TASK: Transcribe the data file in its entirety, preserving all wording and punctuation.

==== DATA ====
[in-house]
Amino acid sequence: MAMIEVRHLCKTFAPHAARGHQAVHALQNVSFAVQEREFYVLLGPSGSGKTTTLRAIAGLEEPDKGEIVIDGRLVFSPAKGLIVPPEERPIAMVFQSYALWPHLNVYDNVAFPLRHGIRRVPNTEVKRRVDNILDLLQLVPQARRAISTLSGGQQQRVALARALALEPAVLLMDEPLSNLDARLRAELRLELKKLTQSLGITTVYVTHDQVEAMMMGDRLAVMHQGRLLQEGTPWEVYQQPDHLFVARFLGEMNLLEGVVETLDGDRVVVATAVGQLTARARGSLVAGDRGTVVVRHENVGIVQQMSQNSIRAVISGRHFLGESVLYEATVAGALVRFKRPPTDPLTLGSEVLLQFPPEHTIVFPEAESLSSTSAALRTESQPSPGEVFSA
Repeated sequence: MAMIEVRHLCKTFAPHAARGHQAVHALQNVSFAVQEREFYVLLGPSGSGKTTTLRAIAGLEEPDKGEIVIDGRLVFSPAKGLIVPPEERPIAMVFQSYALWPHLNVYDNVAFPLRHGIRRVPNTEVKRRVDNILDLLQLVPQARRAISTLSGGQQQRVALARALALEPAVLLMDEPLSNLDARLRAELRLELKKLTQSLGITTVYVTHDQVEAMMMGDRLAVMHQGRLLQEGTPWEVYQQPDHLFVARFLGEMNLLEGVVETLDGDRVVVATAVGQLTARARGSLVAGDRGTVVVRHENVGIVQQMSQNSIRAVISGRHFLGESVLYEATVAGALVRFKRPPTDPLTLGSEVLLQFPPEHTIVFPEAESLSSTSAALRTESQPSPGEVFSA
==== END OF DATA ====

[in-house]
Amino acid sequence: MAMIEVRHLCKTFAPHAARGHQAVHALQNVSFAVQEREFYVLLGPSGSGKTTTLRAIAGLEEPDKGEIVIDGRLVFSPAKGLIVPPEERPIAMVFQSYALWPHLNVYDNVAFPLRHGIRRVPNTEVKRRVDNILDLLQLVPQARRAISTLSGGQQQRVALARALALEPAVLLMDEPLSNLDARLRAELRLELKKLTQSLGITTVYVTHDQVEAMMMGDRLAVMHQGRLLQEGTPWEVYQQPDHLFVARFLGEMNLLEGVVETLDGDRVVVATAVGQLTARARGSLVAGDRGTVVVRHENVGIVQQMSQNSIRAVISGRHFLGESVLYEATVAGALVRFKRPPTDPLTLGSEVLLQFPPEHTIVFPEAESLSSTSAALRTESQPSPGEVFSA
Repeated sequence: MAMIEVRHLCKTFAPHAARGHQAVHALQNVSFAVQEREFYVLLGPSGSGKTTTLRAIAGLEEPDKGEIVIDGRLVFSPAKGLIVPPEERPIAMVFQSYALWPHLNVYDNVAFPLRHGIRRVPNTEVKRRVDNILDLLQLVPQARRAISTLSGGQQQRVALARALALEPAVLLMDEPLSNLDARLRAELRLELKKLTQSLGITTVYVTHDQVEAMMMGDRLAVMHQGRLLQEGTPWEVYQQPDHLFVARFLGEMNLLEGVVETLDGDRVVVATAVGQLTARARGSLVAGDRGTVVVRHENVGIVQQMSQNSIRAVISGRHFLGESVLYEATVAGALVRFKRPPTDPLTLGSEVLLQFPPEHTIVFPEAESLSSTSAALRTESQPSPGEVFSA